So, for children, motivation and enjoyment is key to success.

Is It Ever Too Late?

As we have mentioned earlier, learning piano has no age limit.

If you are 70+, the only issues you can face are physical problems such as arthritis or joint stiffness. These minor obstacles can be overcome too.

According to Marie France, Piano Teacher in Waldwick,

“Seniors are more capable to learn piano. Since they bring certain advantages to the table. For example, they are self-motivated and they have a clear focus. They also have the required time and patience to achieve steady growth.”

Apart from this, learning piano prevents health-related issues. It doesn’t only keep the muscles in their hands flexible, but also improve their mental health and increase their focus.

What Is The Perfect Age?

Personally, I think learning to play the piano in your 20s is a brilliant idea.

When I was a teenager, I started teaching piano to many young children. The mother of one of my students pleaded that I teach her as well. Being in her late 20s, I was intimidated because I was only 16 at the time. I decided to take her up on the offer and began teaching her. It wasn’t long until she became one of my most advanced students.

When you are at an age where you have a desire to learn the piano (something most young children don’t usually have to begin with), and enough cognitive abilities to comprehend the complexities of music, you will advance quite rapidly in terms of skill and know-how.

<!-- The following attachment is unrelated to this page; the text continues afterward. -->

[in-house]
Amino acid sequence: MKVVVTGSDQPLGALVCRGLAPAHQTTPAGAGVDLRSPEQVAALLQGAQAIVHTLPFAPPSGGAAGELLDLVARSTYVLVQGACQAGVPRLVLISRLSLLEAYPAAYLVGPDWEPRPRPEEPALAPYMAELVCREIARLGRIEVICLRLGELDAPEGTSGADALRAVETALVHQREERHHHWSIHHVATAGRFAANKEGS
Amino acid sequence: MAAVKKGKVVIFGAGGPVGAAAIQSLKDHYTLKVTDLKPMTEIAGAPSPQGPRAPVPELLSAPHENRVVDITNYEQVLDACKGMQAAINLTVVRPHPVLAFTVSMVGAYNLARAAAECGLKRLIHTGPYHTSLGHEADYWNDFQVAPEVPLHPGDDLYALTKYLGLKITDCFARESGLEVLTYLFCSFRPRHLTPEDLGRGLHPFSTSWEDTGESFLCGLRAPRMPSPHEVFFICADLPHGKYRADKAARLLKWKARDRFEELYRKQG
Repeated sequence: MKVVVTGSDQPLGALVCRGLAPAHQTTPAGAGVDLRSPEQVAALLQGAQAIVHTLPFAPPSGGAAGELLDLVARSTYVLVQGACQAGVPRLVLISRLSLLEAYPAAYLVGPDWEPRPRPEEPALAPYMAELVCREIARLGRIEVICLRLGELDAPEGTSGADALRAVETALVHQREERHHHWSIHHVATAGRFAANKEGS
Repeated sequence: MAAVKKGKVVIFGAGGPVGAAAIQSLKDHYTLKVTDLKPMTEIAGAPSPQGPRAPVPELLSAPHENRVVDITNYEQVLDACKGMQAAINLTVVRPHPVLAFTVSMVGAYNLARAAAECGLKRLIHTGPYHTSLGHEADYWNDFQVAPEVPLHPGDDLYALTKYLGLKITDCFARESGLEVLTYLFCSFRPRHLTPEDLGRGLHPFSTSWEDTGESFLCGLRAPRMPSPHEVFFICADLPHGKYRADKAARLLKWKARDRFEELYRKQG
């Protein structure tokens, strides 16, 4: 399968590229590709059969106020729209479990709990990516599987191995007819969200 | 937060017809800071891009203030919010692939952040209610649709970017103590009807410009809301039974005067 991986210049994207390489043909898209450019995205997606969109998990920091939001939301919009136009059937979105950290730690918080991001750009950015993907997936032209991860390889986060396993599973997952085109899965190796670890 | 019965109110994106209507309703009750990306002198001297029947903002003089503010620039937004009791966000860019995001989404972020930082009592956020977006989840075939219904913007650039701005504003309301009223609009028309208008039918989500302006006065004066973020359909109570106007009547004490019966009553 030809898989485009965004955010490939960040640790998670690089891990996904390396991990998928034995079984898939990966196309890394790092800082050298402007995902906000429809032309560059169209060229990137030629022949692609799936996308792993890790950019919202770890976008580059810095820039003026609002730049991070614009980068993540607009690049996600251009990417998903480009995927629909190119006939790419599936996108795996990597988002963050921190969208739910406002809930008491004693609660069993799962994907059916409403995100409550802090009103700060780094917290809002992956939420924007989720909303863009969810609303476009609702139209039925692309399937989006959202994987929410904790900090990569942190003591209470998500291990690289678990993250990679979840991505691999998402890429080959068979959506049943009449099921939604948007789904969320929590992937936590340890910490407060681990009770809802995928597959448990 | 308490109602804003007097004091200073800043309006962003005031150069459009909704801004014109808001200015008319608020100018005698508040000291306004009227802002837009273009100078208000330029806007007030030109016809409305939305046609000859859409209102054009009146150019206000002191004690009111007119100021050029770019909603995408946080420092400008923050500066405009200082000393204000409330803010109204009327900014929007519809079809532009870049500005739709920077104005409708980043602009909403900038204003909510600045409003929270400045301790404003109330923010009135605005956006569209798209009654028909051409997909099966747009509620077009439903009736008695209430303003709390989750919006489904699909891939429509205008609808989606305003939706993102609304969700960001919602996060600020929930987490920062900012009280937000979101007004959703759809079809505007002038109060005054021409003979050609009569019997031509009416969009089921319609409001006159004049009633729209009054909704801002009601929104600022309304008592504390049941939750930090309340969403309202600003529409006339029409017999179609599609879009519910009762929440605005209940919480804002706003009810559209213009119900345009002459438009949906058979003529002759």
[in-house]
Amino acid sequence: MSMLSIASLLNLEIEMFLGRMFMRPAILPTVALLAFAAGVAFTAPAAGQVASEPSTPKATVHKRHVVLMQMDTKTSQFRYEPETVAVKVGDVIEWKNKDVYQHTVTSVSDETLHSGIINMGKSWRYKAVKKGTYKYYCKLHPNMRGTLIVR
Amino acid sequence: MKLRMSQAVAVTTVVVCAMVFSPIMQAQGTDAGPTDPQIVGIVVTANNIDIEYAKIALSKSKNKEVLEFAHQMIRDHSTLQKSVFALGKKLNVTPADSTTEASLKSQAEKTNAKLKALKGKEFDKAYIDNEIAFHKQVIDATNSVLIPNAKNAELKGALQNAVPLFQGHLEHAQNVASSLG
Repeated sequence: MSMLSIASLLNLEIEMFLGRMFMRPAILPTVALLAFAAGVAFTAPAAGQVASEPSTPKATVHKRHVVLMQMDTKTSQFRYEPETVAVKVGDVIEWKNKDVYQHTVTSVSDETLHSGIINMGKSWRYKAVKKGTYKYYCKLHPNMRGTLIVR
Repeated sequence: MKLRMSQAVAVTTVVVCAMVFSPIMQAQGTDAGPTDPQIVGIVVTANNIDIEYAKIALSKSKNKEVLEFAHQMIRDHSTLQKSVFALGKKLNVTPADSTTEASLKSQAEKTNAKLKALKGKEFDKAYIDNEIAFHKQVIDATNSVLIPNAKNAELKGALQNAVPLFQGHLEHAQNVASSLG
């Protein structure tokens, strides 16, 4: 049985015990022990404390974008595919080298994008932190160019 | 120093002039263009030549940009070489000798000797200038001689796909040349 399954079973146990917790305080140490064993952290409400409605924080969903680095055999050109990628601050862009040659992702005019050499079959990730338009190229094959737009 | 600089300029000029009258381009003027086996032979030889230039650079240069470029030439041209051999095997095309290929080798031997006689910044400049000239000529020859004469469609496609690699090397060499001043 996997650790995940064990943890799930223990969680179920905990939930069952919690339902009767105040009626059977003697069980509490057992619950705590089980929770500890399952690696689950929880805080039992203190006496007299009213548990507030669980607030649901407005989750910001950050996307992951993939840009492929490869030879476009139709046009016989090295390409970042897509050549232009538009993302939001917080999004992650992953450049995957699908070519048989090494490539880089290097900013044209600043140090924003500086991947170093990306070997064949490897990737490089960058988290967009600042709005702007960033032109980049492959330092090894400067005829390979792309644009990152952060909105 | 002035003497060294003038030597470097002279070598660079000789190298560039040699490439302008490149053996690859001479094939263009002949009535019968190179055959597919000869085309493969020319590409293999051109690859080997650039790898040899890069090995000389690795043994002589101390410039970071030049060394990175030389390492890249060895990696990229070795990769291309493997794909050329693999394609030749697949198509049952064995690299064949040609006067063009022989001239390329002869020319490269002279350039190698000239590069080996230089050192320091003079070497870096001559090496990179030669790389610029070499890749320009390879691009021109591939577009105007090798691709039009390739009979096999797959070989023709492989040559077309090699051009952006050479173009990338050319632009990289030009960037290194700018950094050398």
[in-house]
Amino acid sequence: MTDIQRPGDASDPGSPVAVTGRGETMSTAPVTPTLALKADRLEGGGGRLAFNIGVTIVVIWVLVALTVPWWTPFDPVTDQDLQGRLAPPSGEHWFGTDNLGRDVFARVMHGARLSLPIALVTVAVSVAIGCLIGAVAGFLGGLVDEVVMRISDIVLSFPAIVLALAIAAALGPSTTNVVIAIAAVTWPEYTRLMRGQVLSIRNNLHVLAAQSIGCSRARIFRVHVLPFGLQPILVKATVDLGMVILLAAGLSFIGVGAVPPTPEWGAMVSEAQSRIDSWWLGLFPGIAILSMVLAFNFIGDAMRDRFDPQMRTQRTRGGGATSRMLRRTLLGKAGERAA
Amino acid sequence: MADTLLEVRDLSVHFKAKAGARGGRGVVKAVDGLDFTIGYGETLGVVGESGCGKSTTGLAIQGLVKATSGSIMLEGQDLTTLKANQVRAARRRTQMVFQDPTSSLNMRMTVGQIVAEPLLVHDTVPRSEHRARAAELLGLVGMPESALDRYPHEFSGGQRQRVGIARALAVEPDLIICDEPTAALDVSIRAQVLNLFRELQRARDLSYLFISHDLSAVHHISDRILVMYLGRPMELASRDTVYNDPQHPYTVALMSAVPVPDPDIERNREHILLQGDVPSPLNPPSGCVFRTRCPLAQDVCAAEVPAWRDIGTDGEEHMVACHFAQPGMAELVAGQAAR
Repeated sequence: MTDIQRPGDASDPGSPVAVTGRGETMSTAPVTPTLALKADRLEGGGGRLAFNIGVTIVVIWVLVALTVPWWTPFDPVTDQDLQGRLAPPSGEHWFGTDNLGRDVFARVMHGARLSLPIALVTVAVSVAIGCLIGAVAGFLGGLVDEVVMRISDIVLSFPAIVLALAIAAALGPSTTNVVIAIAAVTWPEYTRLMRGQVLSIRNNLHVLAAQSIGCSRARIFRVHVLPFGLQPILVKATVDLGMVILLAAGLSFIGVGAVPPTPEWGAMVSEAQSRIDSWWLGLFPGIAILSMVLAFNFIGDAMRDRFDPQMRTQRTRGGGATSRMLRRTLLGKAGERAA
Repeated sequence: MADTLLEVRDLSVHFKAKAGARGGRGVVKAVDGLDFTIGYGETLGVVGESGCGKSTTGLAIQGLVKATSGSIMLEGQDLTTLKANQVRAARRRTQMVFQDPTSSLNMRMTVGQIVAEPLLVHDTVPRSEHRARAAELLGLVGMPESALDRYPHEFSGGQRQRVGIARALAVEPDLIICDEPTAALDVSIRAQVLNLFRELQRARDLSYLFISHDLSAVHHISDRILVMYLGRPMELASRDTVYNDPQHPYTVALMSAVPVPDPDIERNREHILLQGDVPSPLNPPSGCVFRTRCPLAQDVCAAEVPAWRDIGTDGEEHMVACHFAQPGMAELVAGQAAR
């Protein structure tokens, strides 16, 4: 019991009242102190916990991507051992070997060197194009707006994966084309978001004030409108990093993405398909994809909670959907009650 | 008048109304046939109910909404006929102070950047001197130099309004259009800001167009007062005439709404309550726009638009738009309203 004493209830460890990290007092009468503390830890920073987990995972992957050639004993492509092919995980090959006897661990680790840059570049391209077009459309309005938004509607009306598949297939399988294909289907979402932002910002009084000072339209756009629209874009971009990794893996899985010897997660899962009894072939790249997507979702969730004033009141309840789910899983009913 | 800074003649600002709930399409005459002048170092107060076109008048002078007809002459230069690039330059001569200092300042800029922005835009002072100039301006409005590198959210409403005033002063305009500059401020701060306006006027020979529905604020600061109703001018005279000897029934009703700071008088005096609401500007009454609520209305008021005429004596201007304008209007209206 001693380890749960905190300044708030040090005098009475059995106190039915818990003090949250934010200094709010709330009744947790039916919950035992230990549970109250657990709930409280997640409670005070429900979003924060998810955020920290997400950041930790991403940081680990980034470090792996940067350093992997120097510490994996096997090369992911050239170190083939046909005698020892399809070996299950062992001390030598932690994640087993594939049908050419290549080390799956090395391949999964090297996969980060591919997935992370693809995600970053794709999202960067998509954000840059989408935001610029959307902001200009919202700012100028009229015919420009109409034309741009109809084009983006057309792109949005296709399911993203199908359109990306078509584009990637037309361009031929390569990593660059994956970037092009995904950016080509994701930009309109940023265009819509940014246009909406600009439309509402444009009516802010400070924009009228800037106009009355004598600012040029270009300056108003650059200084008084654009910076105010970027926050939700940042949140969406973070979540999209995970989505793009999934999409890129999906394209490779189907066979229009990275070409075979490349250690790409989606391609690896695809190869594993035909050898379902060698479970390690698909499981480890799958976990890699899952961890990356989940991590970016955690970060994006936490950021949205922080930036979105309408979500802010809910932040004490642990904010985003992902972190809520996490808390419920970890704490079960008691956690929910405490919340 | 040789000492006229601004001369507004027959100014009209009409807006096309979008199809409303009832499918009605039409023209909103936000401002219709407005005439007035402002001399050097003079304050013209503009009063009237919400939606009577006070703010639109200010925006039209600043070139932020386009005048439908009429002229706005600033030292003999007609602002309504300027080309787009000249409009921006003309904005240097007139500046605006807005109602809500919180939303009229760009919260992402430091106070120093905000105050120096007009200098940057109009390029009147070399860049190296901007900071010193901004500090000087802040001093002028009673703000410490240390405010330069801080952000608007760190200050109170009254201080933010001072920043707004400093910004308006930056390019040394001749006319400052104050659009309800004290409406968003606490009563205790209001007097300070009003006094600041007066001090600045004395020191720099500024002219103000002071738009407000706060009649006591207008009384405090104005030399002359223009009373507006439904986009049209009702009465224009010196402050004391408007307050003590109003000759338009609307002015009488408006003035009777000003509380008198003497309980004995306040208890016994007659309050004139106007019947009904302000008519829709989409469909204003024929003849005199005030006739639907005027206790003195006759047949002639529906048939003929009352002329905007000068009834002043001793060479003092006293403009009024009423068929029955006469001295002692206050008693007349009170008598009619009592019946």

It is that stage of your life where you are exploring your creative side and choosing your career. Furthermore, when you explore the piano with a curious mind, you perceive its lessons quickly, and you gain many other benefits that facilitate you in other areas of your life.

For instance, a study conducted by Martin F. Gardiner revealed that learning and playing the piano or having any specialized musical training improves counting and math skills.

Apart from that, it encourages creativity too.

Dr. Ana Pinho conducted a study on pianists also regarding creativity and found that when you play piano, the default patterns of your brain are off. Instead, it is creating new patterns and connections that facilitate making a unique and original sound.

How To Learn Piano – The Best Way

It doesn’t matter whether you are in your 20s or 80s, if you are new here, your number one question is probably, ‘What’s The Best Way To Learn Piano?’

If you are also pondering this question, you have four different ways.

  • Self-Teaching… Studying music theories and applying them on the keyboard.
  • Traditional Methods… Taking private lessons through the piano education center.
  • Technological Method… Enrolling in online courses and following video tutorials.
  • Hybrid Method… Taking private lessons online/offline.

All these methods are effective; it is up to you to decide which method suits you the most.

If you have money and want to learn quickly, opt for Hybrid Method. Taking private lessons give you the ability to ask questions and get prompt answers. 

On the other hand, if you are a student and looking for an economical option, follow the self-teaching method. The DIY strategies remove the middleman and save you money.


You are never too old or too young to play the piano.

Studying music at any age is great for mind, body, and spirit; your brain is capable of learning and perceiving new things at any point in your entire life.

So, free your mind!

All it takes is you, a piano, and music you love.